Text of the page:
Barrel cheese was the star this week, gaining 23¼¢ and settling above $2/lb for the first time in 5 years. Block cheese was solidly higher as well, putting the block/barrel average at $2.06/lb and tightening the spread to just 7¾¢. That’s the narrowest it’s been since July.
Spot Market Recap
While it was exciting to see barrel cheese jump above $2/lb this week, it does beg the question as to what is really behind this market. Fundamentals? Did the barrel supply tighten, the loosen, then tighten again to justify these moves? Not from what we’re hearing. On Aug 26th, spot barrels settled at $1.66½/lb, then rallied 27½¢ to close at $1.94/lb on Sep 16th, before plunging 32¾¢, settling at $1.61¼/lb and finally rallying 41¢ to reach $2.02¼/lb today; all told, a $1.01¼ move round-trip. The price swings were bigger each time, so who’s to say the next swing lower might be even stronger? Why these wild gyrations? We honestly don’t have an answer, other than it feels like big players moving the market because they can.
With the strength in spot cheese, Class III futures finished the week up big in the front months. But they kind of had to. The November contract begins pricing in a few days, and spot prices work out to about $19.65/cwt, not including basis, which probably puts it closer to $20 if not above. At $18.71 settlement today, it’s still trading a steep discount to spot, but we’ll see if spot can hold for a week or two and keep Nov futures headed higher, or if the market’s decision to trade at a discount to spot is justified by yet another barrel collapse.
The U.S. Dairy Export Council released August numbers this week. Total dairy exports were down 14% by volume, but up 3% to a 5-year high in value. Cheese exports were down 6% compared to last year, the fifth consecutive month of declines. However, part of that is due to a strong domestic market consuming available cheese. Total dairy exports accounted for the equivalent of 14.2% of U.S. milk production, down from 16.8% a year ago.
Highlights from Dairy Market News this week as as follows:
On the international front, milk output in Western Europe is declining seasonally, but looks to begin picking back up in the months ahead, at higher than year-ago levels. Cheese demand is very good and stocks are highly committed. Suppliers are demanding higher prices, but the potential for a 25% import tariff by the U.S., starting Oct 18th, could negatively impact their market. The U.S. is a major importer or EU cheese.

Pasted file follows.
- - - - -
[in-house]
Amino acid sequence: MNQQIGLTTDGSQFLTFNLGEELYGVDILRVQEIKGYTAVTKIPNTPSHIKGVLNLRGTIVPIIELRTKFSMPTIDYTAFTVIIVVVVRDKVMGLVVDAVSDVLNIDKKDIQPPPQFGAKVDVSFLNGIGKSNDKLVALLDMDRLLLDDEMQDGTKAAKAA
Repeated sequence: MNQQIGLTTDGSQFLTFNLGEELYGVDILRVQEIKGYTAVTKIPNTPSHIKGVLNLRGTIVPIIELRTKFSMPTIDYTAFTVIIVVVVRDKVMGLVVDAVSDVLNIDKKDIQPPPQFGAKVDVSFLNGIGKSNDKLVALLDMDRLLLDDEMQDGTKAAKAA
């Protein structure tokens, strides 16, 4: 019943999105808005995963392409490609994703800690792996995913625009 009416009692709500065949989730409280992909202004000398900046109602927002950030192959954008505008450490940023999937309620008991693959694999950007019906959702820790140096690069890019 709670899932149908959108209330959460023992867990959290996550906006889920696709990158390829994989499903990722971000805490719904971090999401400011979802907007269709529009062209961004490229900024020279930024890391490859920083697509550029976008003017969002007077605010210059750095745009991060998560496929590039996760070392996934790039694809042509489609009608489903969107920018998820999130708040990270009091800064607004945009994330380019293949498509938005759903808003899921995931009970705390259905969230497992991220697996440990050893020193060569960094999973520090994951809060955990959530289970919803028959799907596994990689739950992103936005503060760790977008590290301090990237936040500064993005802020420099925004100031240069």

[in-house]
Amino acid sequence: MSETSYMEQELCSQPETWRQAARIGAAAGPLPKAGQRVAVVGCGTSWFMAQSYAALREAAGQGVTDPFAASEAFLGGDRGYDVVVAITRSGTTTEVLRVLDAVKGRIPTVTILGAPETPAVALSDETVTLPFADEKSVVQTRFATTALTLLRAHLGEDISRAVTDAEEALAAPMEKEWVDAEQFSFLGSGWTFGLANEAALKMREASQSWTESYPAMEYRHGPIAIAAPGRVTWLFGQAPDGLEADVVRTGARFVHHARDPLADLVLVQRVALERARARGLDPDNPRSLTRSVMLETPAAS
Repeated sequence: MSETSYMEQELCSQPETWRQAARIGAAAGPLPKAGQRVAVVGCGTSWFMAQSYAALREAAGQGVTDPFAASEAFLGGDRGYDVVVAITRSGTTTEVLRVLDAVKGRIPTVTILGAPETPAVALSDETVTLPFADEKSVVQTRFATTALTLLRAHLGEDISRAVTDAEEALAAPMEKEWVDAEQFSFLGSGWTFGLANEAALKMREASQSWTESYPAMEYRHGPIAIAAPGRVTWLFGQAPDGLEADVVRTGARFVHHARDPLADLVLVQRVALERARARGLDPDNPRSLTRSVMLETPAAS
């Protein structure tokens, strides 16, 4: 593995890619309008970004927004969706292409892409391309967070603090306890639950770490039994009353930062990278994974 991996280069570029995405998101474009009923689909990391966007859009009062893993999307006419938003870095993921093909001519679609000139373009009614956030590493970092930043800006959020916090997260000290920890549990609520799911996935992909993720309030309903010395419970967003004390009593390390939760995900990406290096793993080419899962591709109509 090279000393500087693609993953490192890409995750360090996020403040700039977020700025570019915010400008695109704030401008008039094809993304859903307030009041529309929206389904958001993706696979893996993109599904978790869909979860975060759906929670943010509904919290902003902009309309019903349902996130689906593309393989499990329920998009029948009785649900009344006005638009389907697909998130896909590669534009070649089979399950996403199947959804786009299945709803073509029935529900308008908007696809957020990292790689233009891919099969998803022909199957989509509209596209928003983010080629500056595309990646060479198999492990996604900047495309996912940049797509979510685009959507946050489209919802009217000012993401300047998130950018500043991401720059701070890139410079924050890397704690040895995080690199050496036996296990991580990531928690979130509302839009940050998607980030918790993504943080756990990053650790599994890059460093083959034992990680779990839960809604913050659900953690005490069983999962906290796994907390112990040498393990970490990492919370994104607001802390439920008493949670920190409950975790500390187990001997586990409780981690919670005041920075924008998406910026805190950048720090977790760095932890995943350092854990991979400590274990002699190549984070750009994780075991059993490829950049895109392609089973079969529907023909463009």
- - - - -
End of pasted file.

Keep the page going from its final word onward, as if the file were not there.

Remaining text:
August milk production in Australia was down 5.9% YoY. Drought has left many pastures in poor condition. Expensive feed and the ongoing water shortage has resulted in active herd reductions, with stockyards packed with unwanted dairy cows. However, New Zealand has generally good pasture conditions and milk output is expected to above year-ago levels
Heading to the U.S., milk output in the Northeast is on the rise, whereas it continues to decline in the Southeast. Strong Class I sales are keeping milk out of manufacturing. In the Southeast especially, milk available for processing is very tight. In the Central region, milk output is mostly steady, with improved components. Spot loads are going for $0.75 to $1.25 over Class III. Milk continues to be transported to the Southeast, forcing cheesemakers to use more condensed skim and NDM to fortify their vats. Milk is still plentiful in the West, keeping most processors on heavy schedules.
Butter output across the U.S. is active as cream remains affordable and available. Stocks have been declining in some areas, but are plentiful in others. Dry whey offers and inventories are plentiful, keeping a buyer’s market in play. Prices continue to weaken. But NDM remains on a tear as even higher prices have not hurt demand yet. Inventories are being trimmed lower, while demand continues to be firm. Mexican buyers are very active. NDM plants in the NE are operating well below capacity, meaning only contracted customers are being serviced.
Cheese orders are steady in the NE, with some mozzarella producers stating they are mostly booked for the rest of 2019. Midwest cheesemakers report sales continue to be positive, with curd sales continuing at unexpected levels for this late in the season. Buyers are looking to secure and contract product in 2020, while process cheese manufacturers are reporting active buying interest. Western cheese sales could be better, but they are enough to keep inventories in check. Plants are running full and cheese stocks are heavy, but not burdensome.
Moving on to other news, on Friday the Trump administration announced a substantial Phase 1 deal with China, which includes $40-50 billion in agricultural product purchases. This is indeed good news, as the threat of ever more tariffs appears less likely now. That and supportive USDA crop revisions and ongoing wet weather put a strong bid in the grains. Feed costs once again look to be on the rise.
Overall, we still lean towards higher milk prices in the short to medium term. Strong domestic demand from a good economy, trade talk progress and flat milk production support our reasoning. We still remain concerned about the erratic barrel price behavior and what it will do going forward, but it’s beyond our control. Let it be a reminder though, that markets can and will change on a dime. Hedgers should have a plan and orders in place to be executed. Looking much further out, we’re wondering if profitable milk prices through the first half of 2020 could set up the second half for a fall. The current Jul-Dec 2020 average settled at $17.32 today. If you have a good handle on your inputs / feed costs that far out, you might want to consider selling up to 10-15% of your milk at $17.40 or higher, assuming that is a base price that is profitable for you. Just a thought.
Things are looking more positive up front, in our opinion. We would stick with PUT options Nov-Mar.
Have a great weekend!